To meet this kind of challenge, the U.S. arrived with a squad of almost equal size—125 men and women. Few of them were trained by scientists, but every one was ready. Tenley Albright and Hayes Jenkins (see cover) began practicing their Olympic routines last September on indoor ice at Boston and Denver. Skiers Buddy Werner, Ralph Miller and Tom Corcoran went all the way to Chile last summer to find enough snow to keep their reflexes sharp; and speed skater Don McDermott of Englewood Cliffs, N.J. has subjected himself to 25 miles of bicycle riding a day just to build up his chest and lung capacity.

The Winter Games, however, will not be a head-on clash between the two biggest countries. Sweden, strong in speed skating and cross-country, checked in with 113. Austria brought 95, including an alpine squad that has dominated every one of the pre-Olympic meets. Norway, traditionally strong in winter events, brought 90. And so it goes, down through the blond Finns, with their soaring jumpers and dogged cross-country skiers; the good-natured British bobsledders, who scuffle off down the mile-a-minute runs saying things like, "Look here, do you get in first or do I?"; on down to the defiant little Bolivian delegation that totals three men—one skier, one trainer and one masseur.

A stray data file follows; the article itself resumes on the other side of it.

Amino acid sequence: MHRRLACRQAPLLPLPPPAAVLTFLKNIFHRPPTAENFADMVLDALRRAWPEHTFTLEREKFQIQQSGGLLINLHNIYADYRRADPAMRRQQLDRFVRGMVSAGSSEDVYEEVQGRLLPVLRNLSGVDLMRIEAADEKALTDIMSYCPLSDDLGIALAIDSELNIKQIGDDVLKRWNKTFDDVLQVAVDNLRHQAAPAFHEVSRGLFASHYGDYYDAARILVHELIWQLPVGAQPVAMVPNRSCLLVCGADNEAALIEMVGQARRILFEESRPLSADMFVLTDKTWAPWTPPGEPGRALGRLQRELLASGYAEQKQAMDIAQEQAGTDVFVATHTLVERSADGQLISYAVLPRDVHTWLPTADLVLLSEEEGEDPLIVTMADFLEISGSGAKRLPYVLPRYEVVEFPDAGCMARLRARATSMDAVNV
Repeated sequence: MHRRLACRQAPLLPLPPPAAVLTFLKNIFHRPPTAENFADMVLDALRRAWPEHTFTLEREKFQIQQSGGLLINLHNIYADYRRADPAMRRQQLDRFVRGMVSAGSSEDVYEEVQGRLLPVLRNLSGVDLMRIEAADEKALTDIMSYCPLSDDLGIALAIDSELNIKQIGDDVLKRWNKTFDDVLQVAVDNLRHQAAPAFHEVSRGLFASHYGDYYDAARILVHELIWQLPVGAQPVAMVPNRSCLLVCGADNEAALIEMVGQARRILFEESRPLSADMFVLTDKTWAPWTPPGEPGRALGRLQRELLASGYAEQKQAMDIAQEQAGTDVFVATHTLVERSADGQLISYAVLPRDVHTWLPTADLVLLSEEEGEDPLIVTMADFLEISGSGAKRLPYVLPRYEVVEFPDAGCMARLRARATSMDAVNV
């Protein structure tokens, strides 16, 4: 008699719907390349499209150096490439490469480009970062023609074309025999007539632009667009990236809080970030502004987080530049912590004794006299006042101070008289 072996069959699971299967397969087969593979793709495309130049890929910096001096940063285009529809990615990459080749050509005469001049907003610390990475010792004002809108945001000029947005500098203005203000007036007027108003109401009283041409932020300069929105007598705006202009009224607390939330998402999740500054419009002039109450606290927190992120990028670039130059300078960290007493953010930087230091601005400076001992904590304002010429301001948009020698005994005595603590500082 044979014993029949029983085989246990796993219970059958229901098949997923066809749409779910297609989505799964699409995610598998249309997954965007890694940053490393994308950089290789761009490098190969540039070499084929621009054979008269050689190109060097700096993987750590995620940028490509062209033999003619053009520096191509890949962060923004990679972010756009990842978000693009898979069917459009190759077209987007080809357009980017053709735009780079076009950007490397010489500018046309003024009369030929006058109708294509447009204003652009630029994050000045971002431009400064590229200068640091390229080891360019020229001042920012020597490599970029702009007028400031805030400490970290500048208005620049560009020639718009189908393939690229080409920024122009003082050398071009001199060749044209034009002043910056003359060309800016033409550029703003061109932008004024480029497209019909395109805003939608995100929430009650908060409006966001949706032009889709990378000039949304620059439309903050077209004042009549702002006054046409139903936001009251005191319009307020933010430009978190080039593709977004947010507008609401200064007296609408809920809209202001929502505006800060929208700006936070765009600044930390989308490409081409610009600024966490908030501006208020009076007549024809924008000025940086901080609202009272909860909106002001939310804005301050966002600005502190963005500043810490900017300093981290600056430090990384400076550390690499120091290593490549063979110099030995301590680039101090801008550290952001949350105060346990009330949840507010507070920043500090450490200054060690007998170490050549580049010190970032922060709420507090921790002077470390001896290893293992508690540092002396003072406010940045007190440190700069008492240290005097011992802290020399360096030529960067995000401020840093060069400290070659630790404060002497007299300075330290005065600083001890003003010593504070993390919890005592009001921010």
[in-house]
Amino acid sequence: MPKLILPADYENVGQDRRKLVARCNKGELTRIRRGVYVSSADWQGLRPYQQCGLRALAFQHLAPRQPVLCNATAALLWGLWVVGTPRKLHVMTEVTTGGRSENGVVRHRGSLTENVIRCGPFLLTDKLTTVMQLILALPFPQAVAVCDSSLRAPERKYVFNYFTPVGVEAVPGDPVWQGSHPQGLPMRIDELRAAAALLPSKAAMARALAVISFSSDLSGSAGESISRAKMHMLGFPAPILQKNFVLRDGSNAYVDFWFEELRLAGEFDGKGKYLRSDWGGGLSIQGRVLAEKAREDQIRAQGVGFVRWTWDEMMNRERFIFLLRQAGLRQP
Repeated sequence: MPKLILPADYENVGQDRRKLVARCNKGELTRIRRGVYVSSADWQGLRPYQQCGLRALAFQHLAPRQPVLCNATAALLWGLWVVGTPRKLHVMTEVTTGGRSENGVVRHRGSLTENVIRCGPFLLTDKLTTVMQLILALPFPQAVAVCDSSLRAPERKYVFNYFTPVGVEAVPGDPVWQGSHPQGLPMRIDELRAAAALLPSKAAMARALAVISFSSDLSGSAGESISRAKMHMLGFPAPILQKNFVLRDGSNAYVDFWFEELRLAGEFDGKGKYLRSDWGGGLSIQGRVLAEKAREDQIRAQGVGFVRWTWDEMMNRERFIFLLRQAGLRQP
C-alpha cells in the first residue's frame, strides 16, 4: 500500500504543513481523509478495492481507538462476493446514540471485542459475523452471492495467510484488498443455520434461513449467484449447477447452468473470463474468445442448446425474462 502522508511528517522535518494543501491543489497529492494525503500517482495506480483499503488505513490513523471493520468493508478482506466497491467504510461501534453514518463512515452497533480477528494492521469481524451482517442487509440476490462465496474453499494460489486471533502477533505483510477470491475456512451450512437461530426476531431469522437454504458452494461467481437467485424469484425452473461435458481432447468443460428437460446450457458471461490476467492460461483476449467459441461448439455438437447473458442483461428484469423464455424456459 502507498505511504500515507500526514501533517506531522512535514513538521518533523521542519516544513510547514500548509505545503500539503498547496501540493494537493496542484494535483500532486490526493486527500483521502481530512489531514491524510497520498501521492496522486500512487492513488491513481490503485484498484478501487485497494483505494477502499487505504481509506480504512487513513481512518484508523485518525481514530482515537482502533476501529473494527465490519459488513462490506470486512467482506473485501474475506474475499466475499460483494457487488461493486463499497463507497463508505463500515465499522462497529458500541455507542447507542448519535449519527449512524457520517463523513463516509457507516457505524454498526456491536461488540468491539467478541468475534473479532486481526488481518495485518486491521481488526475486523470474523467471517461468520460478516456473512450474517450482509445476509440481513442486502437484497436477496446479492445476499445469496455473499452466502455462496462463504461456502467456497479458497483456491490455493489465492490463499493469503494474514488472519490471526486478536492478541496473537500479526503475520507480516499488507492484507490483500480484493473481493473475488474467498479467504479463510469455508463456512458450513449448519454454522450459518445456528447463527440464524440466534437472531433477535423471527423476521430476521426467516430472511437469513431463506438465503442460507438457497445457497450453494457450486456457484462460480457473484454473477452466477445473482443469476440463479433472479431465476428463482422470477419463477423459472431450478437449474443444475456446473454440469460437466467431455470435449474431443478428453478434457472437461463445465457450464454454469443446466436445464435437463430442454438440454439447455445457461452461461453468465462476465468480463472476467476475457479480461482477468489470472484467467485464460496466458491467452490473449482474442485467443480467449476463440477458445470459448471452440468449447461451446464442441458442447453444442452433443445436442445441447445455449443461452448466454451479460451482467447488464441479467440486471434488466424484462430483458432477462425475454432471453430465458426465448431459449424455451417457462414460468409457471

In all, 1,200 athletes have crowded into the village. With them, as grand overseer, came Avery Brundage (see page 43), president of the International Olympic Committee. And right behind Brundage was a hard-breathing mob of judges, coaches, trainers, political commissars, ambassadors (43 of these have come up from Rome alone), newspapermen (400 of these), former champions, relatives and an estimated 10,000 just plain spectators, to swell the population of the mountain town from 6,000 to a bulging 18,000.